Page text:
Al Pacino Stars in Broadway Production Of ‘The Merchant of Venice’

Al Pacino Stars in Broadway Production Of ‘The Merchant of Venice’

Anyone can act in the movies. A good director and fancy editing can make even the biggest stiff seem natural and believable.

However, not every film star can act on stage. You need to be a really good actor to be in a Broadway play. You can fake anything while walking the boards. That’s why you’ll never see a production of God of Carnage starring Tara Reid, Megan Fox, Ashton Kutcher, and Ben Affleck.

Furthermore, not every stage actor can do Shakespeare. To do the Poet of Avon’s plays you need to be a great actor. You need to be a talent like Al Pacino.

The Oscar winning actor is currently starring in a production of Shakespeare’s The Merchant of Venice running at the Broadhurst Theatre (235 West 44th Street). The show officially opened on Broadway Nov. 13 and is set to close Jan. 09, 2011.

Pacino plays the Jewish moneylender, Shylock, in The Bard’s classic play of love, money, and anti-Semitism. The legendary film actor also played Shylock in Michael Radford’s 2004 film adaptation. That was also the first time anyone had made a full-length film, with sound and in English, of the play.

If you’re scratching your head trying to figure out “which one is the Merchant of Venice” it’s the play with the “pound of flesh,” the three caskets, and the “if you prick us, do we not bleed” speech.

‘The Merchant Of Venice’ At A Glance

  • Written sometime between 1556 and 1558.
  • First known performance occurred in spring of 1605.
  • The play is classified as a comedy in the “First Folio.”
  • The “merchant” of Venice is actually the character Antonio, not Shylock.

Now, Pacino doing Shakespeare may seem like fodder for a Saturday Night Live skit. You know the bit, some comedian imitates Pacino from Scent of a Woman while reciting Shakespeare: “Hath not a Jew eyes? Hath not a Jew hands, organs, dimensions, senses, affections, passions? Whoo-ah.”

Laugh all you want, but Pacino is absolutely mesmerizing as Shylock. He steals every scene he’s in.

There are several other good performances in the production—Lily Rabe as Portia, Bryon Jennings as Antonio, Jesse L. Martin as Gratiano—but Pacino’s Shylock is worth the price of a Merchant of Venice ticket alone. I would expect him to receive a Tony nomination.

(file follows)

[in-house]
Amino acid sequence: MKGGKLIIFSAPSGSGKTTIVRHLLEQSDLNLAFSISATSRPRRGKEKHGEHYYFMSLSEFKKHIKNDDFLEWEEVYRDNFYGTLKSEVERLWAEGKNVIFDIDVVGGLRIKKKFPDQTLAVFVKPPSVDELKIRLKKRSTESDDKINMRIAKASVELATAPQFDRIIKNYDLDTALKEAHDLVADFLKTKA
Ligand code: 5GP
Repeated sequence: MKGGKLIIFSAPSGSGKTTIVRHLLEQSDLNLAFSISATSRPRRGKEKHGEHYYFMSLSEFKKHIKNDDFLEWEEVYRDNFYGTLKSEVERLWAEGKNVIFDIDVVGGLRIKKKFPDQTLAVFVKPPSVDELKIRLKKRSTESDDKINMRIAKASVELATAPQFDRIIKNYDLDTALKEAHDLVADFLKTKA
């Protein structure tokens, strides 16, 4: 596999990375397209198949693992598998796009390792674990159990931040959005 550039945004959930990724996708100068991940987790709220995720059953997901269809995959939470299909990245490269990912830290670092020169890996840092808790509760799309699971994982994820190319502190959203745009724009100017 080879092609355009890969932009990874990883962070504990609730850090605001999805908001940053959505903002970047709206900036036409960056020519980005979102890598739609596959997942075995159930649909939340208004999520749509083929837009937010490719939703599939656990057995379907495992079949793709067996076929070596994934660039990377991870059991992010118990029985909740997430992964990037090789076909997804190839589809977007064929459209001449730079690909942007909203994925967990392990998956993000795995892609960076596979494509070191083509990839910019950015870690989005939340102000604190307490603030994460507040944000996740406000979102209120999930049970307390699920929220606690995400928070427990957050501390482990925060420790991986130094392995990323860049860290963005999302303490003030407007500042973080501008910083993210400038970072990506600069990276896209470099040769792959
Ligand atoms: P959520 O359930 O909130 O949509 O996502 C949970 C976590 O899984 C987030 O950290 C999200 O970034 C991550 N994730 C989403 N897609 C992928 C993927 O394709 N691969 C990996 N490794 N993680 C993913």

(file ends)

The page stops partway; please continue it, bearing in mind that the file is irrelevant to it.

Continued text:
Overall, the play is good but not great. Director Daniel Sullivan tried to take this Shakespeare hybrid (not really a tragedy but extremely dark for a comedy) and infused it with energy and humor.

He succeeded in the energy category as the three hour production is expertly paced, but his attempts at humor don’t always sit well with the play’s serious subject matter. Some may welcome the levity, but for devotees of Shakespeare, the yuks will seem out of place and insensitive.

You probably won’t rank this Merchant of Venice as your favorite Shakespeare production of all-time, but you definitely won’t put it in last place. And as I alluded to earlier, you’ve got to go just so you can see Pacino’s fabulous Shylock.

So unless you despise Al Pacino and/or loathe Shakespeare’s work, this production will be well worth your time and money.

To re-familiarize yourself with The Merchant of Venice, Land of Punt has compiled a list of the play’s most memorable lines.

Famous Lines From ‘The Merchant Of Venice’

  • God made him, and therefore let him pass for a man.
  • When he is best, he is a little worse than a man; and when he is worst, he is little better than a beast.
  • The devil can cite Scripture for his purpose.
  • It is a wise father that knows his own child.
  • In the twinkling of an eye.
  • All that glisters is not gold.
  • If you prick us, do we not bleed? If you tickle us, do we not laugh? If you poison us, do we not die? and if you wrong us, shall we not revenge?
  • I never knew so young a body with so old a head.
  • He is well paid that is well satisfied.
  • This night methinks is but the daylight sick.

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